Nano-metal Esterification

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GRØN DYST 2012 Technical University of Denmark

Nano-metal Esterification
Paper
Author:Simon Suhr Borkenfelt (DTU Chemistry, Technical University of Denmark, Denmark)
Jesper Brandt Rasmussen (DTU Chemistry, Technical University of Denmark, Denmark)
Nanette Zahrtmann (DTU Chemistry, Technical University of Denmark, Denmark)
Trine Marie Hartmann Arndal (DTU Chemistry, Technical University of Denmark, Denmark)
Anne Margrethe Loft Andersen (DTU Chemistry, Technical University of Denmark, Denmark)
Date: 2012-06-22     Track: Main     Session: 1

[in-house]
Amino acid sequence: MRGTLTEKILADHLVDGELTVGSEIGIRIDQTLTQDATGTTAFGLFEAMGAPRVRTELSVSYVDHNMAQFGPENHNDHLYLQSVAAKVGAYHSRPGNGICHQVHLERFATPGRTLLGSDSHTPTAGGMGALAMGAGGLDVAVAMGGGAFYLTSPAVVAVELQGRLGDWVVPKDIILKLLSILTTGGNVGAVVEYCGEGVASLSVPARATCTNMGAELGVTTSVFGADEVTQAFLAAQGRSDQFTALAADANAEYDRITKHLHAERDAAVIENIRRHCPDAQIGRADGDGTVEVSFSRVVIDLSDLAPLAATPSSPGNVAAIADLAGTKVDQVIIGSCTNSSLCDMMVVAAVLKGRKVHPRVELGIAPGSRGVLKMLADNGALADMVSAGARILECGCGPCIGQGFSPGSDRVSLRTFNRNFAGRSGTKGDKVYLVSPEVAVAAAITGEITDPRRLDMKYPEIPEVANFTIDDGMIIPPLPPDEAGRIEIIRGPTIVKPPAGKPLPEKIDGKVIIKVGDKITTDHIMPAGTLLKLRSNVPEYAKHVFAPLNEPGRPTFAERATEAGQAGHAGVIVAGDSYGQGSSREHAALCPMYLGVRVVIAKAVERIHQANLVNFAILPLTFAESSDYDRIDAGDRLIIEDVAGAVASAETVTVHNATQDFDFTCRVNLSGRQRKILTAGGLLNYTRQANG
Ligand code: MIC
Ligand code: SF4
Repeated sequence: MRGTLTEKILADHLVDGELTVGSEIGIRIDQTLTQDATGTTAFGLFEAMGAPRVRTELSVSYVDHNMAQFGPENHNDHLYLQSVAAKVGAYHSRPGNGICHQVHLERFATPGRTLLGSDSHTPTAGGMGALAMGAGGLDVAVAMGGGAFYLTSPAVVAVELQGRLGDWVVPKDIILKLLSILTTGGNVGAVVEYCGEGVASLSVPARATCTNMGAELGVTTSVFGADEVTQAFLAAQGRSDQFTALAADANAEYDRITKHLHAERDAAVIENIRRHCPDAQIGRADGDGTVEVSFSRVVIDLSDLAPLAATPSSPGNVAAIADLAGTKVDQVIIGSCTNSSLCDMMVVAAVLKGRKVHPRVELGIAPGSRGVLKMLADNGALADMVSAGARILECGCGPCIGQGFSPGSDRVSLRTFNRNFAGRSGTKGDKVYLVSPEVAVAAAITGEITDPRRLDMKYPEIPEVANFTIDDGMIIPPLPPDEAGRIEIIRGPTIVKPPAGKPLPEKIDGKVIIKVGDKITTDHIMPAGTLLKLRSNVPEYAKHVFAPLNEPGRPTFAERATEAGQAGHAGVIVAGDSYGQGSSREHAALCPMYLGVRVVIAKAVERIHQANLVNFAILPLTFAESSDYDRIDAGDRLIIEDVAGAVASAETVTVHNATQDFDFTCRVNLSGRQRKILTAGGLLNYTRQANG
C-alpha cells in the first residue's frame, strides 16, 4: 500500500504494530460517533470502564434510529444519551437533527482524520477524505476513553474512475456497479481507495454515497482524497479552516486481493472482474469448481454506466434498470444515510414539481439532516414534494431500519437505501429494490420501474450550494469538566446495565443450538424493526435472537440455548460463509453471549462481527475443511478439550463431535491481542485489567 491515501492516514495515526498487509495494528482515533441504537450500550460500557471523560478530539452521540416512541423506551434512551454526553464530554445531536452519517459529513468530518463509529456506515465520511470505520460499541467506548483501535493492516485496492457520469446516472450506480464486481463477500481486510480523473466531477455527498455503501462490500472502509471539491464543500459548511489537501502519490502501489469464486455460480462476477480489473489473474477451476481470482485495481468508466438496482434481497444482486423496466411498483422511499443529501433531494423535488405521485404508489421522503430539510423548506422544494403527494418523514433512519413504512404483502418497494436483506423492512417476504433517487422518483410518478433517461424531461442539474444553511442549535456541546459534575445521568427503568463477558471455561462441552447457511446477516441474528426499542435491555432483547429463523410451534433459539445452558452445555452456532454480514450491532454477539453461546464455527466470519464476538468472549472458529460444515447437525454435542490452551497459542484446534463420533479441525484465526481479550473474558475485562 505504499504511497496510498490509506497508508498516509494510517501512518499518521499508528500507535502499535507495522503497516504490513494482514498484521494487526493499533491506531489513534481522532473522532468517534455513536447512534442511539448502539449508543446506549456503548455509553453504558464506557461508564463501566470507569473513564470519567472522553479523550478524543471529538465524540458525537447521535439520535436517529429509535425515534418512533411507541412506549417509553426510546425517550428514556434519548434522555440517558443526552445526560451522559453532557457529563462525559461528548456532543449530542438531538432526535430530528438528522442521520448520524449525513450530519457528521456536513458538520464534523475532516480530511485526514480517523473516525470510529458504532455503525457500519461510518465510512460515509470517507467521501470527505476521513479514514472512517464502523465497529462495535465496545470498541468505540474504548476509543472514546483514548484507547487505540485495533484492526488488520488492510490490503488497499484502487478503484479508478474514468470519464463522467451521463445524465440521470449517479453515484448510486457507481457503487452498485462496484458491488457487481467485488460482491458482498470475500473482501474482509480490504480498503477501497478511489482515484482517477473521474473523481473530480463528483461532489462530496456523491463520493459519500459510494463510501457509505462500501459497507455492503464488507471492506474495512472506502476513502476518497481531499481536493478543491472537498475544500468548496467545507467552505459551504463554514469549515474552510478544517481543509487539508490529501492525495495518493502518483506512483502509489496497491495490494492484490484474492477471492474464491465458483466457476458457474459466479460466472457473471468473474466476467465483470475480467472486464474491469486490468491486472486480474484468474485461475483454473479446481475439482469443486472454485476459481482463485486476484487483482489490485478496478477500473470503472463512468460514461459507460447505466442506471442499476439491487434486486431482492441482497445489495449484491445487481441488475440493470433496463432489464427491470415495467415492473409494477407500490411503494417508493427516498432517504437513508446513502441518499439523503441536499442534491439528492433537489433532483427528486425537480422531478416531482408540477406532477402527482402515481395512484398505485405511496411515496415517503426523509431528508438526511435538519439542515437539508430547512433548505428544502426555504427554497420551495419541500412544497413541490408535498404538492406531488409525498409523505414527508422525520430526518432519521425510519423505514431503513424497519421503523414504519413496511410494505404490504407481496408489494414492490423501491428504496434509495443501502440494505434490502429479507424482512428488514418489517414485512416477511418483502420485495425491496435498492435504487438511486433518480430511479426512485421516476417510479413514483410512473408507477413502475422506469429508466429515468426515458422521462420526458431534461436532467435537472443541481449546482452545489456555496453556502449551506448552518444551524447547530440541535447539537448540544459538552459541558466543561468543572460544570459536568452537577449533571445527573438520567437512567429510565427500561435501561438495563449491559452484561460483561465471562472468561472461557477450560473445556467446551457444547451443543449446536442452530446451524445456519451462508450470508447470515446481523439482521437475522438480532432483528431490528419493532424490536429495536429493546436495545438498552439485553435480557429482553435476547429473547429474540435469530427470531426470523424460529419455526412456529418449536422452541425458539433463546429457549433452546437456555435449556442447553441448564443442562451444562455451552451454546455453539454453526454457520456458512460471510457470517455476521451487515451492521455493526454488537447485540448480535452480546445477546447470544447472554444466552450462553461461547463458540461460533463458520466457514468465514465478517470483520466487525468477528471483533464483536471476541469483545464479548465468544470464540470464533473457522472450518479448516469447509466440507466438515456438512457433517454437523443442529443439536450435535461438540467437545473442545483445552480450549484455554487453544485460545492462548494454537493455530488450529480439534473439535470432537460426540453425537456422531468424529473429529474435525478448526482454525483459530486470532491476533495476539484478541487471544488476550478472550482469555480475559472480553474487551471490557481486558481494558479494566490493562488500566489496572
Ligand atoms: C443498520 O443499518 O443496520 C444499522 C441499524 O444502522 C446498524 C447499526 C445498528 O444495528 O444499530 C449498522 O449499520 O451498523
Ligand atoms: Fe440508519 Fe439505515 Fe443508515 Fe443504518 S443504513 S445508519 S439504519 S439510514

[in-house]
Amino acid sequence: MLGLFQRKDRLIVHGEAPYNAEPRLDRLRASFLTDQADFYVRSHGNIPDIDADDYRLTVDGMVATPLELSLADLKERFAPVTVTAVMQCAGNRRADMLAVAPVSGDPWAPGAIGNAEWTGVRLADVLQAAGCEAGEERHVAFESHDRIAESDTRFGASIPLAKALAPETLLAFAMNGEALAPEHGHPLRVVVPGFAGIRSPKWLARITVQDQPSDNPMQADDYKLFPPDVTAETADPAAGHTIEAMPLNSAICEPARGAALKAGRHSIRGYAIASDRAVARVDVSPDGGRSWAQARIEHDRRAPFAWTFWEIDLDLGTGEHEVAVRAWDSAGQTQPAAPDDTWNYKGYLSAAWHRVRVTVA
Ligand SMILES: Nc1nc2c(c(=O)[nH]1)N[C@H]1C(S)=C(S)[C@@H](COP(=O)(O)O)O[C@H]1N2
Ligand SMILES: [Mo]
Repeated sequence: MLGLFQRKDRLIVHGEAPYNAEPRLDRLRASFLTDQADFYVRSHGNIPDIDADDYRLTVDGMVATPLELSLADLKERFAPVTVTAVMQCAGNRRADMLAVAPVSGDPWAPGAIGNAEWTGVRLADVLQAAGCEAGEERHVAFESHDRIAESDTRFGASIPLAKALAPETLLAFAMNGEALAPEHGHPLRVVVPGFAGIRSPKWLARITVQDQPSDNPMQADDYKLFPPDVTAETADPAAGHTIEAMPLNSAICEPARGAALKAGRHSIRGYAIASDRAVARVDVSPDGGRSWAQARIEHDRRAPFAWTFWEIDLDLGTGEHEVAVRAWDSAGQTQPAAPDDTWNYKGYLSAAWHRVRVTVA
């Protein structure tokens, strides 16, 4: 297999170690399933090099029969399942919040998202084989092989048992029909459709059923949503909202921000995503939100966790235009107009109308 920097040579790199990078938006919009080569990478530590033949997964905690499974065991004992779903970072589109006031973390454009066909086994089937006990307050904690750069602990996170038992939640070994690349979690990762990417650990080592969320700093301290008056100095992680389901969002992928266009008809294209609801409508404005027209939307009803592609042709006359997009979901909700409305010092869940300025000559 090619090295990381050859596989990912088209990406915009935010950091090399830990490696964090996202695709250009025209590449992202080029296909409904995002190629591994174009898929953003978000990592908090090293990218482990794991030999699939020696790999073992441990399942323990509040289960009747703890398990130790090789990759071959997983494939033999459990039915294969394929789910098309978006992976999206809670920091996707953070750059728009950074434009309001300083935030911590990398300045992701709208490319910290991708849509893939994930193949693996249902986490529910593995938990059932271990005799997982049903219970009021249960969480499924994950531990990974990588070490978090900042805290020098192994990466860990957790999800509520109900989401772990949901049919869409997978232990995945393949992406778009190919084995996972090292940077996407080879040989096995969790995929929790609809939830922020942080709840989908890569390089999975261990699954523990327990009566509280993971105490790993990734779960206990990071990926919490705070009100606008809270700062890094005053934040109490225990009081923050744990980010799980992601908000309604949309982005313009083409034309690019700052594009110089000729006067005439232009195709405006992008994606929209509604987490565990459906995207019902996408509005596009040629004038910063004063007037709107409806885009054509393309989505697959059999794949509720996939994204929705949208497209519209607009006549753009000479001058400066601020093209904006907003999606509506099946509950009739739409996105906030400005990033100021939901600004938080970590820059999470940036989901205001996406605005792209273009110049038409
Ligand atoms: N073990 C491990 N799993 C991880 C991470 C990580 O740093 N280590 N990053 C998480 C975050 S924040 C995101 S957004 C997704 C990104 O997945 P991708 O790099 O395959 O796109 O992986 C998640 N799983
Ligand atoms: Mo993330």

Esters constitute an abundant functional group in natural and synthetic organic compounds. This makes esterification one of the most important processes in the formation of organic products and platform chemicals. Simple esters are synthesized from alcohols and acids at elevated temperature and pressure using harmful drying agents leading to difficult waste streams. The alcohols and acids for synthesis can be produced from aldehydes by heterogeneous and homogeneous processes (Anthony G. Abatjoglou, 2011) and the direct esterification of aldehydes could thus circumvent these intermediate operations. This project is an attempt to design a direct synthesis of esters running at room temperature and normal pressure with a solid catalyst and without the formation of by-products. The aim is to reduce both energy consumption and the use of harmful chemicals in the synthesis of organic chemicals. This is achieved by the use of solid nano-metal catalysts, most commonly gold, that enable oxidation of aldehydes, e.g. from biomass, to esters using only oxygen and alcohol as reactants. Catalysts with three different metals are prepared and tested for the oxidation of benzaldehyde into its corresponding ester, methyl benzoate, as sole product. Apart from gold nano-catalysts also platinum and palladium catalysts are prepared and tested. The catalytic testing is carried out in a liquid mixture of methanol and benzaldehyde in the presence of a surplus of oxygen at normal temperature and pressure. Samples are taken at selected times and analyzed by Gas Chromatography. Conversion and selectivity towards the product are found for each of the tested catalysts. Preliminary results show conversions up to100 % and yields up to 90 %. This indicates that the optimized catalyst is able to fully convert benzaldehyde into methyl benzoate under mild reaction conditions without the formation of by-products and within reasonable time. In conclusion, efficient esterification can be accomplished with a solid nano-metal catalyst without the use or formation of unwanted or environmentally harmful products. The major contribution to the carbon footprint of the process stems from the use of oxygen. This can be minimized by applying atmospheric air in the reaction. Further work in terms of catalyst characterization, preparation optimization, and operational optimization is needed in order to fully investigate and understand and commercialize the catalytic systems presented. REFERENCES Anthony G. Abatjoglou, D.J. (2011). Aldehydes. In Kirk-Othmer Encyclopedia of Chemical Technology. John Wiley & Sons, Inc.